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Research Project: Assessment and Mitigation of Disturbed Sagebrush-Steppe Ecosystems

Location: Northwest Watershed Research Center

Title: Postplanting microclimate, germination, and emergence of perennial grasses in Wyoming big sagebrush steppe

Author
item Hardegree, Stuart
item Sheley, Roger
item JAMES, JEREMY - California Polytechnic State University
item Reeves, Patrick
item Flerchinger, Gerald
item Moffet, Corey

Submitted to: Rangeland Ecology and Management
Publication Type: Peer Reviewed Journal
Publication Acceptance Date: 5/31/2022
Publication Date: 6/21/2022
Citation: Hardegree, S.P., Sheley, R.L., James, J., Reeves, P.A., Flerchinger, G.N., Moffet, C. 2022. Postplanting microclimate, germination, and emergence of perennial grasses in Wyoming big sagebrush steppe. Rangeland Ecology and Management. 84:63-74. https://doi.org/10.1016/j.rama.2022.05.008.
DOI: https://doi.org/10.1016/j.rama.2022.05.008

Interpretive Summary: The Intermountain Western U.S. has been increasingly invaded by annual grasses and degraded by frequent and intense wildfires. Restoring these rangelands, however, is very difficult given the general aridity of these systems and the extremely high variability in annual and seasonal weather patterns. In this study, we planted 4 perennial grass species at 15 cites in the central Columbia Plateau over two years to examine site and year specific weather effects on seedbed microclimate, and resulting germination and emergence in the spring. In both years and all sites, seeds were planted late enough in the fall that they survived the winter as seed and were not killed by freezing temperatures after premature germination. Emergence, however, was relatively low, although was correlated with post-germination microclimatic favorability in the seedbed. Mechanistic models for seedling germination and emergence, of the type tested in this study, are critical for designing new strategies for improving restoration outcomes in these difficult ecosystems. This information supports recommendations for management agencies to both plant later in the fall season, and to diversify their seed mixes to increase the probability that at least some seedlots will successfully establish in all but the worst weather scenarios.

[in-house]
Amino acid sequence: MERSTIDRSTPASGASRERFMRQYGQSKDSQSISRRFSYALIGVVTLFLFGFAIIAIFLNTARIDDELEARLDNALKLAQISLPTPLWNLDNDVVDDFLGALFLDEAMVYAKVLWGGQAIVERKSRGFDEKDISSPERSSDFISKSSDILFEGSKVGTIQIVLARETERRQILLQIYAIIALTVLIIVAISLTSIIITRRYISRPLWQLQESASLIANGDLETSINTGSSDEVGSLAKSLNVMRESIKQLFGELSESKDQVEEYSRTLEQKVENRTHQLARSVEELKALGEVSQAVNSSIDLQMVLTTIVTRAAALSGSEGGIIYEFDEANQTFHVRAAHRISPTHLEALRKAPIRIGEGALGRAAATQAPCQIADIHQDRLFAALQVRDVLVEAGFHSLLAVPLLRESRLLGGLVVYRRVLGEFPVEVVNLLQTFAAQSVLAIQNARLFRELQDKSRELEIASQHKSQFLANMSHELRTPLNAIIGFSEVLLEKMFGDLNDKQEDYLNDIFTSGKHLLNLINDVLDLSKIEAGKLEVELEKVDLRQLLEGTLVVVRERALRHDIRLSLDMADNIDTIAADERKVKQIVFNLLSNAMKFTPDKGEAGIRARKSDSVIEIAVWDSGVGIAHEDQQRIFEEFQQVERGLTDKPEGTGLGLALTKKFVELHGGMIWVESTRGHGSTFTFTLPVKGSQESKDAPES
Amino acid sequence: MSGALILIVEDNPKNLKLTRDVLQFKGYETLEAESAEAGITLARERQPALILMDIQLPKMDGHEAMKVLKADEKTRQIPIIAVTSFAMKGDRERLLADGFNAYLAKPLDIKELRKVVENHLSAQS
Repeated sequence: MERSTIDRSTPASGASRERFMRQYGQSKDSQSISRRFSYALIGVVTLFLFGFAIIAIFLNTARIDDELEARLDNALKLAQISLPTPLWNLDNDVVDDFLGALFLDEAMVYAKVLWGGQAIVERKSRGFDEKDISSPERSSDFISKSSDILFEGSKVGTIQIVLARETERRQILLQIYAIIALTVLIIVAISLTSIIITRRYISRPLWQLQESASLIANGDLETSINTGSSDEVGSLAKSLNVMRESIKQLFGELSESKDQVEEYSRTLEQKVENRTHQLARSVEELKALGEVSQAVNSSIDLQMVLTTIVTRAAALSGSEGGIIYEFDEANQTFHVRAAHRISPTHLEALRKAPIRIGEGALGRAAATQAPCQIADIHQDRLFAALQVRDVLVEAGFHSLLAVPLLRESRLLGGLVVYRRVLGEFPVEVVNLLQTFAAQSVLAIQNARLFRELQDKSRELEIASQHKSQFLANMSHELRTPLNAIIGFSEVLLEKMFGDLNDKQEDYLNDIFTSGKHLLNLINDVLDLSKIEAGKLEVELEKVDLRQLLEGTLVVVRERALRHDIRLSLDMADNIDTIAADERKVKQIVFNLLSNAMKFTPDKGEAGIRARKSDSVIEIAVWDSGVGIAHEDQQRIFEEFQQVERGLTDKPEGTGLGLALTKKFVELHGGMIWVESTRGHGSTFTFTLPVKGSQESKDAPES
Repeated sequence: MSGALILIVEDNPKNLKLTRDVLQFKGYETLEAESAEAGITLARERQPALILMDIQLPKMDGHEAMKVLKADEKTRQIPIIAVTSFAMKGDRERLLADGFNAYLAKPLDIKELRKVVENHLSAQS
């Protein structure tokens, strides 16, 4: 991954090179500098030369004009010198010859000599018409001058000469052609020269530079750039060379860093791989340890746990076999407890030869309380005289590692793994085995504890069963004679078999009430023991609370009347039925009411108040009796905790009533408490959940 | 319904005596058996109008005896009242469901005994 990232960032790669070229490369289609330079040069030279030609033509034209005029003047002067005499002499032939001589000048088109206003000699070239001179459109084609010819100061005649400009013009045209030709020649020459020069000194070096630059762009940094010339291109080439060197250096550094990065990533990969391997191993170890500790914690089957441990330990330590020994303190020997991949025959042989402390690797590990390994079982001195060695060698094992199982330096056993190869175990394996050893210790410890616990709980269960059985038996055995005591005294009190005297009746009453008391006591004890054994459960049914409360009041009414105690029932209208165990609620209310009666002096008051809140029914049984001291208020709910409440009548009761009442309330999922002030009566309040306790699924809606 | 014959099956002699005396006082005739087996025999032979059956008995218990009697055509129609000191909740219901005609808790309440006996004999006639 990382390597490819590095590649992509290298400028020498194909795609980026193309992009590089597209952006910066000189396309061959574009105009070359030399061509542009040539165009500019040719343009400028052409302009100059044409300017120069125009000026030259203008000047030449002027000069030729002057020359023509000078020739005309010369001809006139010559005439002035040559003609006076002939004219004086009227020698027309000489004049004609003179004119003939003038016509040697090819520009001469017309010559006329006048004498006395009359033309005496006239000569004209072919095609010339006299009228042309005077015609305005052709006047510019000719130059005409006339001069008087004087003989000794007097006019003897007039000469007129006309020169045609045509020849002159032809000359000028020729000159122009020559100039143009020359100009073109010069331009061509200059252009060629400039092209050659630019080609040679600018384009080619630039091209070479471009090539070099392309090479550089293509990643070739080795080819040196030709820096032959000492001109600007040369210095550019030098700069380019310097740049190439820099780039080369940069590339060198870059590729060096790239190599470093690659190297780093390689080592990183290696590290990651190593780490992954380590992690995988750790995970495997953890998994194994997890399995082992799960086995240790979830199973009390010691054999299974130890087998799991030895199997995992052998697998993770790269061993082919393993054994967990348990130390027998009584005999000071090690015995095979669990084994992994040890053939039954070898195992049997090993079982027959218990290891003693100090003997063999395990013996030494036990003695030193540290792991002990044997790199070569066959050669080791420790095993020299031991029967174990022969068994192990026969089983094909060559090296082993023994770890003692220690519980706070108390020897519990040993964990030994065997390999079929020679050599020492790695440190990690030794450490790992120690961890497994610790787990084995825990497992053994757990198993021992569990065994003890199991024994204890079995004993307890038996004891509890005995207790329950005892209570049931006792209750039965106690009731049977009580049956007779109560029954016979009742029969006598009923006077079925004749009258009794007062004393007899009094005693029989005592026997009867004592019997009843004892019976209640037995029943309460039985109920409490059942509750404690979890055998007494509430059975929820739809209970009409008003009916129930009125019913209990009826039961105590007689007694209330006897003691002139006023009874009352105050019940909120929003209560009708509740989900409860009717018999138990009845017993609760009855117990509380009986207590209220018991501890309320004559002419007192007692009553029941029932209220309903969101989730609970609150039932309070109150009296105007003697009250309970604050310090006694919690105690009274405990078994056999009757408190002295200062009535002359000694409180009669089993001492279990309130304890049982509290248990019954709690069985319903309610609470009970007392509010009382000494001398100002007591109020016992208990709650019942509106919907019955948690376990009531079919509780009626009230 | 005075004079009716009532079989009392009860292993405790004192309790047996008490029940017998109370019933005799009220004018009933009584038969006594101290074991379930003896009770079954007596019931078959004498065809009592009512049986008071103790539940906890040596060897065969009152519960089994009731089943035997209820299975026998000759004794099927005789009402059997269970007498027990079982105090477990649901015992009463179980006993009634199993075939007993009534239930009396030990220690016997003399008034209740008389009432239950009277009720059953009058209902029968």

Technical Abstract: It has been hypothesized that post-germination and pre-emergence microclimate has a major impact on spring emergence of seeded perennial grasses in the Intermountain Western U.S. In this experiment, we measured germination and emergence of 4 fall-seeded perennial grasses at 15 sites in southeastern Oregon, north-central Nevada and southwestern Idaho in two different years. We used hydrothermal germination and seedbed microclimatic models to estimate planting date effects on germination and pre-emergence mortality and evaluated these simulations relative to measured germination and seedling emergence in the field. There were clear indications that both germination and emergence were responsive to site-year effects but premature fall germination before winter freezing events was not a factor in emergence rates. In all cases, planting was sufficiently late in the fall to avoid significant post-germination/pre-emergence freezing injury for the sites and years tested. Emergence was weakly correlated to seedbed favorability in the late winter and spring after the principal period of soil freezing. Our data show a relatively small impact of post-germination microclimate on spring emergence but general inferences about planting date effects may have been limited by arid conditions during the 2-year field study relative to long-term climate normals.